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Lyr Req: Sawney Bean - cannibalistic family

katlaughing 11 Mar 01 - 02:56 PM
GUEST,Alan B 11 Mar 01 - 03:44 PM
Morticia 11 Mar 01 - 04:41 PM
katlaughing 11 Mar 01 - 05:54 PM
Sorcha 11 Mar 01 - 06:07 PM
Nynia 11 Mar 01 - 06:57 PM
Dave Wynn 11 Mar 01 - 07:05 PM
Dave Wynn 11 Mar 01 - 07:09 PM
Nynia 11 Mar 01 - 07:28 PM
Sorcha 11 Mar 01 - 08:05 PM
Cobble 11 Mar 01 - 08:34 PM
Julia 11 Mar 01 - 09:04 PM
Sorcha 11 Mar 01 - 09:31 PM
katlaughing 12 Mar 01 - 12:07 AM
katlaughing 12 Mar 01 - 12:12 AM
jeffp 12 Mar 01 - 10:46 AM
LR Mole 12 Mar 01 - 03:07 PM
GUEST,Piotr Miloslaw Jerzy Klima 05 Jul 01 - 03:56 PM
MMario 05 Jul 01 - 04:14 PM
GUEST 05 Jul 01 - 10:01 PM
Angie 06 Jul 01 - 11:25 AM
GUEST,Red 11 Sep 08 - 03:58 PM
GUEST 11 Sep 08 - 06:20 PM
Jim Dixon 13 Sep 08 - 10:53 AM
Jim Dixon 13 Sep 08 - 12:31 PM
Jim McLean 13 Sep 08 - 01:04 PM
Jim Dixon 13 Sep 08 - 01:47 PM
Charley Noble 13 Sep 08 - 03:51 PM
GUEST,John420 17 Oct 08 - 09:28 AM
MAG 17 Oct 08 - 05:44 PM
GUEST,Trout Dancer 11 Feb 09 - 01:49 PM
Q (Frank Staplin) 11 Feb 09 - 02:39 PM
GUEST,Lionel McClelland 05 May 09 - 01:23 PM
GUEST,glueman 05 May 09 - 02:03 PM
BobKnight 05 May 09 - 03:03 PM
Diva 06 May 09 - 01:12 PM
GUEST 29 Jan 10 - 07:57 AM
Cuilionn 29 Jan 10 - 09:09 AM
Gutcher 31 Jan 10 - 03:24 PM
GUEST,Kidney 06 Feb 10 - 11:45 AM
GUEST 18 Nov 13 - 07:33 PM
GUEST,Allan Conn 19 Nov 13 - 02:24 AM
GUEST,gutcher 19 Nov 13 - 07:13 AM
GUEST,Allan Conn 19 Nov 13 - 09:57 AM
Gutcher 19 Nov 13 - 11:21 AM
Jim Carroll 20 Nov 13 - 04:40 AM
Gutcher 20 Nov 13 - 05:22 AM
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Subject: Swaney Bean - cannabilstic family
From: katlaughing
Date: 11 Mar 01 - 02:56 PM

Wow, just heard this gruesome, but very tuneful song on Hober Radio. The group was the Big Blow and the Bushwackers and I am sure I heard a digeridoo.

Song was about meeting a man named McTeague, then (I think) him telling about an "incestous in-bred family" in 14th centruy Scotland who preyed on travellers and ate them, after plying them with shelter and food! It later went on to say King James then sent 400 men who did the family in...anybody know this one?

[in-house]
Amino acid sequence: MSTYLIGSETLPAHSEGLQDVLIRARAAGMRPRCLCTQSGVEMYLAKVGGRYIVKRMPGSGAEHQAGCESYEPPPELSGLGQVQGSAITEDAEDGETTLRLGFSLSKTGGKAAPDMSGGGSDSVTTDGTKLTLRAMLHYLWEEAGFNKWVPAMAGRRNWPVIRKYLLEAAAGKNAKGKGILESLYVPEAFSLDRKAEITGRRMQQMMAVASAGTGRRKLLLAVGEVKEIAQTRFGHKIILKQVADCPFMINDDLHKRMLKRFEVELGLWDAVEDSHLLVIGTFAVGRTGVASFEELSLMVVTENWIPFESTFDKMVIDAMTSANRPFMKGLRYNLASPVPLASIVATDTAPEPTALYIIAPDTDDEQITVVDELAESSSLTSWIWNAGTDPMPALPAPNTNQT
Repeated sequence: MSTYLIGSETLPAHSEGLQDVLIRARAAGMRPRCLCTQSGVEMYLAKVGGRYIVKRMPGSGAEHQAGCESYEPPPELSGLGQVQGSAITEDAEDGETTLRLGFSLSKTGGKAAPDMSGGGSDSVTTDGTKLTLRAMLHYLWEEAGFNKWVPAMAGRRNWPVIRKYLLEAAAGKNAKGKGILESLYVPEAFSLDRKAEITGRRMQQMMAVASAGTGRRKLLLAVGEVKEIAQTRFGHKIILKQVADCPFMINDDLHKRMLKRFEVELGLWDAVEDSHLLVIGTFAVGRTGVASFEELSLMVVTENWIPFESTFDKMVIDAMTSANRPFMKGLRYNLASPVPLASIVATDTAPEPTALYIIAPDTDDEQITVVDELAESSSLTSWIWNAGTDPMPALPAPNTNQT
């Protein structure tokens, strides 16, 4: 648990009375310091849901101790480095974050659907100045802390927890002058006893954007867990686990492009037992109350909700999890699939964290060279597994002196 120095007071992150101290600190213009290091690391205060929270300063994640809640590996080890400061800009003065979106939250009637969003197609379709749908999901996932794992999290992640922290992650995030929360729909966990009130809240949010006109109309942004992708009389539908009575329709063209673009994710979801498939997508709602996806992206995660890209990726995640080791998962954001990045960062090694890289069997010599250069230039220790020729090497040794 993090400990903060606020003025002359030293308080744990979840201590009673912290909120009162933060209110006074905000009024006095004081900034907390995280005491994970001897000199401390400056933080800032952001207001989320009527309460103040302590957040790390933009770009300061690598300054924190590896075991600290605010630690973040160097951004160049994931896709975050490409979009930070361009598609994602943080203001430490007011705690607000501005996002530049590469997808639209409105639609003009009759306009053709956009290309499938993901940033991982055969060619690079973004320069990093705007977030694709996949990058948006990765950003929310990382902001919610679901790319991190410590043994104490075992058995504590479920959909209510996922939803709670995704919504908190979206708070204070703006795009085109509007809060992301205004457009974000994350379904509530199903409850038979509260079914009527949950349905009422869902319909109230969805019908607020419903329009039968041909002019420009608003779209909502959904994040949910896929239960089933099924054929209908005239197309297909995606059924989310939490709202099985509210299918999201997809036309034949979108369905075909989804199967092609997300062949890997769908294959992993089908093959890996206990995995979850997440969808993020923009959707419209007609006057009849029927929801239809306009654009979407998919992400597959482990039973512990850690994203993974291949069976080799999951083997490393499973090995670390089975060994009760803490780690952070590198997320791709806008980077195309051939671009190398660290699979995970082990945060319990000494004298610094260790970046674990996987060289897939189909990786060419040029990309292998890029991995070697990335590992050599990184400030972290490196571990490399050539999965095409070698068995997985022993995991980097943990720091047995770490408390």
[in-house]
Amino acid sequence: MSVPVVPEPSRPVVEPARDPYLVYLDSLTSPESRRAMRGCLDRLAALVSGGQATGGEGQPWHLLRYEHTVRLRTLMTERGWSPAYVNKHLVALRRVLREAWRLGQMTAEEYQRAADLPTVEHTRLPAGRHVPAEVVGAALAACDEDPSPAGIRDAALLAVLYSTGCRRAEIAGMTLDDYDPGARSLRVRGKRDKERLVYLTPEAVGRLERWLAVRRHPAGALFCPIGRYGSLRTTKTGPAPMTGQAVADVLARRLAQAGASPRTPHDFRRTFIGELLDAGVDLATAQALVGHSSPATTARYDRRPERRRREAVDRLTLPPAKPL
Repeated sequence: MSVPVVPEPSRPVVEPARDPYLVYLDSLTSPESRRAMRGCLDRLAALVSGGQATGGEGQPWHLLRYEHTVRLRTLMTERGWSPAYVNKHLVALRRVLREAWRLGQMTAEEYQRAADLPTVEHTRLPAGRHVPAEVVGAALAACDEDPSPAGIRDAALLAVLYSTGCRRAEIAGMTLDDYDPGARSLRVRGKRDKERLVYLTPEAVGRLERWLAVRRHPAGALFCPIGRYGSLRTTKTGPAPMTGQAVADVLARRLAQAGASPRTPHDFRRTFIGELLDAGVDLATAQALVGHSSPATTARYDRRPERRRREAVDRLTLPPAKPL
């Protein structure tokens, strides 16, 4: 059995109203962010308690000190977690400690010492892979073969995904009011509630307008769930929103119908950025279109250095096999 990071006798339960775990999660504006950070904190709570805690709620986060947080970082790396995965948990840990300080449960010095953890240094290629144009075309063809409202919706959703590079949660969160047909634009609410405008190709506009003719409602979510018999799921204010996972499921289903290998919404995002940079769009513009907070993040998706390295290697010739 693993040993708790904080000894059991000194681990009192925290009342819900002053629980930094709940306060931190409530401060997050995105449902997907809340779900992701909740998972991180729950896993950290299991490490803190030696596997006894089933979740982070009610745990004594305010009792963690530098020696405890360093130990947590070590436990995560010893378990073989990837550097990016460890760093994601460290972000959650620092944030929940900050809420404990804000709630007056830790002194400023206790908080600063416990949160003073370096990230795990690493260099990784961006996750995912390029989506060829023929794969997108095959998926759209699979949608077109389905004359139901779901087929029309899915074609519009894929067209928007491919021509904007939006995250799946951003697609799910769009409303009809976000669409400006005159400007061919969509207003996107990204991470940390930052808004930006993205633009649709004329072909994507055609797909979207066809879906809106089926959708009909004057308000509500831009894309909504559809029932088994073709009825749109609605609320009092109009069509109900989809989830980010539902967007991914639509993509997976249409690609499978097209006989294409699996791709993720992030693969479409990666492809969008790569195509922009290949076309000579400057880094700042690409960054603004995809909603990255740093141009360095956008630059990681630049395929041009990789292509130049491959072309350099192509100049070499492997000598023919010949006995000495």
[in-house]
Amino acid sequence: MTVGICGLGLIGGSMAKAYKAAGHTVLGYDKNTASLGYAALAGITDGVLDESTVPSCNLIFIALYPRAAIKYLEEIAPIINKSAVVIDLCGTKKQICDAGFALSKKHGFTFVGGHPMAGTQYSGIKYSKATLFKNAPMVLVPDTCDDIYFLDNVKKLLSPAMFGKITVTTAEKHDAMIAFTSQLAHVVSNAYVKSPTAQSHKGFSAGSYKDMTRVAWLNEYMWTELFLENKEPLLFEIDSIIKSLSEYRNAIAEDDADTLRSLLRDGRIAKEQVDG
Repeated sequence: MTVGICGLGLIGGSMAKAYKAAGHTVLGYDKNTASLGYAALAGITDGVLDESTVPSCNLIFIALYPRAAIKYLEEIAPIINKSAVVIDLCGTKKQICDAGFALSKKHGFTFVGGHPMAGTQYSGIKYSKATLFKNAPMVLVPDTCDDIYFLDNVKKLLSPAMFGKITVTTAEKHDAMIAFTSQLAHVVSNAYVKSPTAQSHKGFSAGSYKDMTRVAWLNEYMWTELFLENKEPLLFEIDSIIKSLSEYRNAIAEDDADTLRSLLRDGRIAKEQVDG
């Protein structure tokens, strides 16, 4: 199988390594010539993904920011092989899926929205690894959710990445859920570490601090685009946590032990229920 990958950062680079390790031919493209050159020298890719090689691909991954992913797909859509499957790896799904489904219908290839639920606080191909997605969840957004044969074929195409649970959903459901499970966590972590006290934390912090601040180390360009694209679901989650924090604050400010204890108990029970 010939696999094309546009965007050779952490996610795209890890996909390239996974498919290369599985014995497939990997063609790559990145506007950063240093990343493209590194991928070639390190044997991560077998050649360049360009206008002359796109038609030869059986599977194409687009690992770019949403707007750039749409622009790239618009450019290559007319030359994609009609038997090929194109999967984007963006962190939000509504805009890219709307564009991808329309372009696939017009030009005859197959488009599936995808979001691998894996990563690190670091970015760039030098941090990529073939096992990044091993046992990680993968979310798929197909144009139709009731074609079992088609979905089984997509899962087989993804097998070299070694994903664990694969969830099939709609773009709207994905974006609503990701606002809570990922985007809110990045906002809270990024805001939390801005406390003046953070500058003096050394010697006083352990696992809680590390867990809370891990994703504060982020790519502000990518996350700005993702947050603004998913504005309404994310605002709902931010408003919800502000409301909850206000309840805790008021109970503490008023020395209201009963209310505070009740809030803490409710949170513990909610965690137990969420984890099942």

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Subject: RE: Lyr Req: Swaney Bean - cannabilstic family
From: GUEST,Alan B
Date: 11 Mar 01 - 03:44 PM

Don't know the song, but I've heard the story. Factual as far as I remember


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Subject: RE: Lyr Req: Swaney Bean - cannabilstic family
From: Morticia
Date: 11 Mar 01 - 04:41 PM

The song is based on a true ( plus or minus some embellishments if I'm any judge) account in scottish folk lore of Seaney Bean and his family who robbed and ate unwary travellers.....didn't do a lot for the tourist industry and therefore they were captured and hung if memory serves.


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Subject: RE: Lyr Req: Swaney Bean - cannabilstic family
From: katlaughing
Date: 11 Mar 01 - 05:54 PM

Thanks, I got the impression that is was based on a real family. BTW, the spelling I gave is how it was listed, wondered if it was right or not.

Morticia, I thought I heard them sing the women had all been burned in the fireplace but not before something or other...but I don't remember hearing anything in the song about hanging...not that the song has to be totally accurate, nor my hearing!**BG**

Thanks!


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Subject: RE: Lyr Req: Swaney Bean - cannabilstic family
From: Sorcha
Date: 11 Mar 01 - 06:07 PM

I did a search for "Seany Bean" and got nothing. Search for McTeague was a billion hits. I'll look again using "Swaney" Please hold........


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Subject: RE: Lyr Req: Swaney Bean - cannabilstic family
From: Nynia
Date: 11 Mar 01 - 06:57 PM

Hi Kat, the folktale of Sawney Bean has appeared in various places over the last three hundred years.